2. Calling the master a "hard man" was the servant's perspective, not the master's character. First, he didn't want to DO anything; therefore, doing SOMETHING required energy he didn't want to expend. As a result, the person presenting the challenge appeared unreasonable to the servant. When we face a challenge we may not initially feel like tackling it head on. However, if we see ourselves as capable and are motivated to work through the issues at hand, we approach the situation with confidence. The boss, the counselor, the fitness instructor, the dietitian, the doctor...are perceived as knowledgeable, helpful and trustworthy. We work through the problem, and the result is success. Lack of motivation and poor SELF-perception, on the other hand, can paint a challenge in dark, unpleasant colors that convince us it's not worth the effort and that the person who has given us the task is unreasonable and out to get us. We feel like they are unsympathetic and lack understanding of our issues.
3. Fear is crippling. The servant said he feared the master. What he feared was his own failure. Fear makes us insecure and keeps us boxed into bad habits, poor choices, and limited thinking. Accepting the idea that failure can be a step toward success is one way to break out of the confines of fear.
4. Hiding the good is like not having the good. Have you ever met someone who kept her nice furniture covered with blankets so that it wouldn't get dirty/stained/etc. A garage sale item would have served her just as well. When we hide the good in our lives, we rob others and ourselves of the blessing we could enjoy. Wearing a frown is the same as not having a smile. Gripping our money in a tight fist is the same as not having money to give. Not offering to help someone is the same as not being able to help. The good we have been given is only good if it's put to use.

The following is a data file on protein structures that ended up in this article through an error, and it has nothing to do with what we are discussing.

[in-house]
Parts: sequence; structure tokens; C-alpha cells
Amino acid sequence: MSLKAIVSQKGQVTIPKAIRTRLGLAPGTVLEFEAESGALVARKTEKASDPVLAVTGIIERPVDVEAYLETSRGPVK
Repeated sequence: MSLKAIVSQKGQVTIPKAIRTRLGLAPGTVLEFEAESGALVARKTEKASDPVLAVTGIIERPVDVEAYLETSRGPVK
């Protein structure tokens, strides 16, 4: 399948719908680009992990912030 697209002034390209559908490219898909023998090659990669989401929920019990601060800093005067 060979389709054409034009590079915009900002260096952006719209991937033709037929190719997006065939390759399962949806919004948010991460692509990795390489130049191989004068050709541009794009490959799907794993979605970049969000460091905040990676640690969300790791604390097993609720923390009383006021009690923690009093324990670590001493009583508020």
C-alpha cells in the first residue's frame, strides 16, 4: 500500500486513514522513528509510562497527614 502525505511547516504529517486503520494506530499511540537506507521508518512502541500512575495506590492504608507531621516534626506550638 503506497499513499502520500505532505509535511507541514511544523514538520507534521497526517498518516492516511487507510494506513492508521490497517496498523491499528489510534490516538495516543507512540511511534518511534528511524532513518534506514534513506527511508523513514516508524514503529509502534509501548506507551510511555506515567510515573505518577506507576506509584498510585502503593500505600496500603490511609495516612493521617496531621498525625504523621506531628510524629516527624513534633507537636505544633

5. Note that the master did not admit to being a hard man. What he repeated of the servant's accusation was "Thou wicked and slothful servant, thou knewest that I reap where I sowed not, and gather where I have not strawed:" (Vs. 26) It's not the master's job to do the sowing and the strawing; the servants do that. His job is to provide what the servants need. God has put within us what we need to build up the Kingdom of Light. WE have both the responsibility and the provision to alleviate the suffering of our world. Seeds are in our hand. We can spread the good news of what God has done, we can sow words of encouragement, and we can offer help where help is needed. Instead of blaming God for poverty, crime, and the poor condition of the world, what if everyone used what was in his/her hand to fund, work, share, and give? What if every child was given the opportunity for birth and development? Perhaps that child would become the grown-up with the cure for the incurable. What if pennies from each of our dollars were invested in easing someone's suffering? Wouldn't more people be encouraged? What if we turned our thoughts toward others instead of keeping a self-centered focus? Mightn't that improve our world and others' quality of life? The seeds are in our hands. Are we sowing them or hiding them?